Heavenly Sword - one of your favourite PS3 games to judge by the reader ratings on our gamepage - is an action game that follows red-haired fighter Nariko in a big old battle against naughty evildoers, upon whom she unloads quite a lot of spiffy and well-framed violence in glorious detail, and with good cut-scenes - to which Andy Serkis (of first paragraph fame, not to mention Eurogamer TV Show fame) obviously contributed.
The most disappointing games aren't the low-scoring Driver 3 out of 10s - those are just the road crashes we point and laugh at. Those are beyond redemption. No, the really gutting ones are always the ones that just fall short of greatness, where you feel sure that with a bit more polish and refinement that they could (and perhaps should) have been amazing. Heavenly Sword is that sort of game: your sense of disappointment is amplified because it's clear that Ninja Theory handled so many elements exquisitely. It really did have the potential to be the PS3's first must-have title - yet, somewhere along the line it doesn't quite deliver. For PS3 owners, the wait for the killer-app goes on.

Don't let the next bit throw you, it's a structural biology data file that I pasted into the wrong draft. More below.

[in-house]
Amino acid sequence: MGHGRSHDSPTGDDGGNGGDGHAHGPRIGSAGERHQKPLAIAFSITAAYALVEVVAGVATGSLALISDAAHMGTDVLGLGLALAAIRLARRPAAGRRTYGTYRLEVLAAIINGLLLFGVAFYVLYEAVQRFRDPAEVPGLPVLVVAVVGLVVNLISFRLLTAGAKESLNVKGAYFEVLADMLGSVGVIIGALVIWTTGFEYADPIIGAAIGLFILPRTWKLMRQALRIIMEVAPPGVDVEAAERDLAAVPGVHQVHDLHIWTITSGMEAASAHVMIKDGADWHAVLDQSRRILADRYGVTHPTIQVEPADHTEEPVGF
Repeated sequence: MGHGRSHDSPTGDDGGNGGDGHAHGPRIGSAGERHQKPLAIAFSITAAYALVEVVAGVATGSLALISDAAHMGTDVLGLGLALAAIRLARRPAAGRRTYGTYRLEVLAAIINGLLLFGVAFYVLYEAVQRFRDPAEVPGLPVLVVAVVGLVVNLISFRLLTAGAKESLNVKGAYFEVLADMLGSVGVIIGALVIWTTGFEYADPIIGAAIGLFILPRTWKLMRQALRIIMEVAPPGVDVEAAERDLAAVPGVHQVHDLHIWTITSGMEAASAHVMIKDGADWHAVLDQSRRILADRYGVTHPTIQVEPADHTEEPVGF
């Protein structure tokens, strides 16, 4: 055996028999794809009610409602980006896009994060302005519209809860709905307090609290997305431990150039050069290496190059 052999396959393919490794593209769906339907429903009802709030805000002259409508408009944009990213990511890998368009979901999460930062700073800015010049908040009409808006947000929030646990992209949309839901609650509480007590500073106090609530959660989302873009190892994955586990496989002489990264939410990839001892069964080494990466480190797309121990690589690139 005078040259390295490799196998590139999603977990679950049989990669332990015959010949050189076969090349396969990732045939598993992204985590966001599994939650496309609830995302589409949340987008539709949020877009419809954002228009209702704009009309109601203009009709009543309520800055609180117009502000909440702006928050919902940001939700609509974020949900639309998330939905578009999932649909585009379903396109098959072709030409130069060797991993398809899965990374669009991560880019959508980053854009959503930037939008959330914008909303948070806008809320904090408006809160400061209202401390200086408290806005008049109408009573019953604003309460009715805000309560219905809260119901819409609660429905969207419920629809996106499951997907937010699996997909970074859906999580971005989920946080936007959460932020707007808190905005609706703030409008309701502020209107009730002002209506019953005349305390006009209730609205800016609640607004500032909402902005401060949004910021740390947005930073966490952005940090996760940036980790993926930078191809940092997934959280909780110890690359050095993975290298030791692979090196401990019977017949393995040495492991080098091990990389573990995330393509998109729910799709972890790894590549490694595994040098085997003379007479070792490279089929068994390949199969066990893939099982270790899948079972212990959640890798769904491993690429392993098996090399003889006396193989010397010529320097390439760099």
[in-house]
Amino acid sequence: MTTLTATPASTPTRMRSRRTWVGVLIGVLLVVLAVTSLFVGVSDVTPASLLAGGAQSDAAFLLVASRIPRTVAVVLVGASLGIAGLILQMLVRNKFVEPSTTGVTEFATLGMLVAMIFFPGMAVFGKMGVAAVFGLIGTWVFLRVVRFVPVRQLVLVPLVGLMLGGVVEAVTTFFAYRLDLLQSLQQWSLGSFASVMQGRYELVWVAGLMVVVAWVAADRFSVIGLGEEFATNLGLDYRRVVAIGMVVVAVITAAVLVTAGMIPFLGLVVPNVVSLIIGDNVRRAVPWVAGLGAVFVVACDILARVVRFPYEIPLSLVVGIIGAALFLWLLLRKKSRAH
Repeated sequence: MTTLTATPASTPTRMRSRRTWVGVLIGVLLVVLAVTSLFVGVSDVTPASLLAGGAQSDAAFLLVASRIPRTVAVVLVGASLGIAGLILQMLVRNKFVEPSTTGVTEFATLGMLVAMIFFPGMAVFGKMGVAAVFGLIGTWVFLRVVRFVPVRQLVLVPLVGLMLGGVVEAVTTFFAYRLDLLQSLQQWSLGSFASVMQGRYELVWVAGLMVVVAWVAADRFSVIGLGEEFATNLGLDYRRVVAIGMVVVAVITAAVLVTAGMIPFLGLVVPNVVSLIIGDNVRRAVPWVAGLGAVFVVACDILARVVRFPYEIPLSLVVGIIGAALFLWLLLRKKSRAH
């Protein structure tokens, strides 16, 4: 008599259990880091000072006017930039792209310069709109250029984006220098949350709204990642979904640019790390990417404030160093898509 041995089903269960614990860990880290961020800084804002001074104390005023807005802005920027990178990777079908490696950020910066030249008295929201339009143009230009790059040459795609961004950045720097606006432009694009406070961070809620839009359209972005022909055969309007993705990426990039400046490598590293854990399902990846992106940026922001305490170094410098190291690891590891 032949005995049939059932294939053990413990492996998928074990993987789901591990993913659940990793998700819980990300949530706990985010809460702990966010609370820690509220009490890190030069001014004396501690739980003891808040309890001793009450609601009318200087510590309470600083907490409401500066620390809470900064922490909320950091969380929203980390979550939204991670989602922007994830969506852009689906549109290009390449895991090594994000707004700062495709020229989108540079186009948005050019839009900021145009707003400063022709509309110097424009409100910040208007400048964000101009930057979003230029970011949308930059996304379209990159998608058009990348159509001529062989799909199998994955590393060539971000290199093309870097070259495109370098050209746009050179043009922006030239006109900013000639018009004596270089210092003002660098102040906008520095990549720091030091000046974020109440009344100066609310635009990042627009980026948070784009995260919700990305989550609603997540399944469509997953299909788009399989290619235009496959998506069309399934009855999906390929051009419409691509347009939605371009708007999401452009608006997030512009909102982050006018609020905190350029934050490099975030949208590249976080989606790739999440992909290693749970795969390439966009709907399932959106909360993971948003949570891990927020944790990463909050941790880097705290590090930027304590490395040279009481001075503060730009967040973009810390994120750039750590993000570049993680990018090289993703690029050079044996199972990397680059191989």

But let's stay within the realms of exquisiteness to kick-off with - it's a nice place this time of year. For probably only the second time since we fired up the PS3 have we been moved to drag the sofa a bit closer to the TV. it's a game that you'll want to truly bask in, such is the visual opulence on show. It's as if Ninja Theory fell in love with the art style of ICO and fancied the idea of a setting a truly bombastic God of War-style hackandslash within it. Not a bad idea at all, when you consider how well both of those went down with you lot.
Of all PlayStation 3's forthcoming releases, the most interesting and significant is neither a game nor for sale. Home, Sony's more structured, sanitised and solid attempt at a Second Life world might seem innocuous enough but with the screenshots of its cinema space and the implied possibility of fully downloadable movies, there's the chance it might eventually outgrow even its host platform in significance.